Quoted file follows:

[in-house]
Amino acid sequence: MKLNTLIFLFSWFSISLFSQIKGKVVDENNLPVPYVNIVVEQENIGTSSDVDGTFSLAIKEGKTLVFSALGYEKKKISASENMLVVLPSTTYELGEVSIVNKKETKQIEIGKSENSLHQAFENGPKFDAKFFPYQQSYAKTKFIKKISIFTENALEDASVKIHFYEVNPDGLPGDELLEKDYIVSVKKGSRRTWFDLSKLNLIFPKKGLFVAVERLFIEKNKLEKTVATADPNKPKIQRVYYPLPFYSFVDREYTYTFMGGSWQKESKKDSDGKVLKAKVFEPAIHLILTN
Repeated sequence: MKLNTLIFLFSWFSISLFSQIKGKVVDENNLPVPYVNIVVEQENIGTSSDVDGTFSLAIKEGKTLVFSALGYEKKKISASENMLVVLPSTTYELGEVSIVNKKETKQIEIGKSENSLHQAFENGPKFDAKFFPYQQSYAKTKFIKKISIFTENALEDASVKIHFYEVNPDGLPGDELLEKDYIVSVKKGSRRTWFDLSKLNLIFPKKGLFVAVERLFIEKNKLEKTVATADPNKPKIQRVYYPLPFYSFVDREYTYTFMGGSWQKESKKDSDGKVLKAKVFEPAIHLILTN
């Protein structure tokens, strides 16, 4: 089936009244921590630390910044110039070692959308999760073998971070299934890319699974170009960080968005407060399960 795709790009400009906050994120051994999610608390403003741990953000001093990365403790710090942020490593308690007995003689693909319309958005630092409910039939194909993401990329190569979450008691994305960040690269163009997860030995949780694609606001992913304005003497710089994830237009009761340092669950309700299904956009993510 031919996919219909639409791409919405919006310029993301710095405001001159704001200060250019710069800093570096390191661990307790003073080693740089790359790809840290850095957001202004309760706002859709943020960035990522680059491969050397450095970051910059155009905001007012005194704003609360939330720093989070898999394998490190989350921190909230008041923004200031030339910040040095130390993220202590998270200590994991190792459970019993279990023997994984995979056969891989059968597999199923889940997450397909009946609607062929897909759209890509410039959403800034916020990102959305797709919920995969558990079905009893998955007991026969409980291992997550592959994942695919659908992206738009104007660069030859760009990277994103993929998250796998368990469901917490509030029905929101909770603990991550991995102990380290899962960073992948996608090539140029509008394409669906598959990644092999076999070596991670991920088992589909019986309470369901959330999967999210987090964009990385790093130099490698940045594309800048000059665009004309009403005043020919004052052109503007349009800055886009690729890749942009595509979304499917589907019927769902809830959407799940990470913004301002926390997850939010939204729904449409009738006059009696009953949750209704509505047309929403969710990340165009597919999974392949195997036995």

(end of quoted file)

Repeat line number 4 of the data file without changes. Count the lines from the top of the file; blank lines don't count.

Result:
């Protein structure tokens, strides 16, 4: 089936009244921590630390910044110039070692959308999760073998971070299934890319699974170009960080968005407060399960 795709790009400009906050994120051994999610608390403003741990953000001093990365403790710090942020490593308690007995003689693909319309958005630092409910039939194909993401990329190569979450008691994305960040690269163009997860030995949780694609606001992913304005003497710089994830237009009761340092669950309700299904956009993510 031919996919219909639409791409919405919006310029993301710095405001001159704001200060250019710069800093570096390191661990307790003073080693740089790359790809840290850095957001202004309760706002859709943020960035990522680059491969050397450095970051910059155009905001007012005194704003609360939330720093989070898999394998490190989350921190909230008041923004200031030339910040040095130390993220202590998270200590994991190792459970019993279990023997994984995979056969891989059968597999199923889940997450397909009946609607062929897909759209890509410039959403800034916020990102959305797709919920995969558990079905009893998955007991026969409980291992997550592959994942695919659908992206738009104007660069030859760009990277994103993929998250796998368990469901917490509030029905929101909770603990991550991995102990380290899962960073992948996608090539140029509008394409669906598959990644092999076999070596991670991920088992589909019986309470369901959330999967999210987090964009990385790093130099490698940045594309800048000059665009004309009403005043020919004052052109503007349009800055886009690729890749942009595509979304499917589907019927769902809830959407799940990470913004301002926390997850939010939204729904449409009738006059009696009953949750209704509505047309929403969710990340165009597919999974392949195997036995």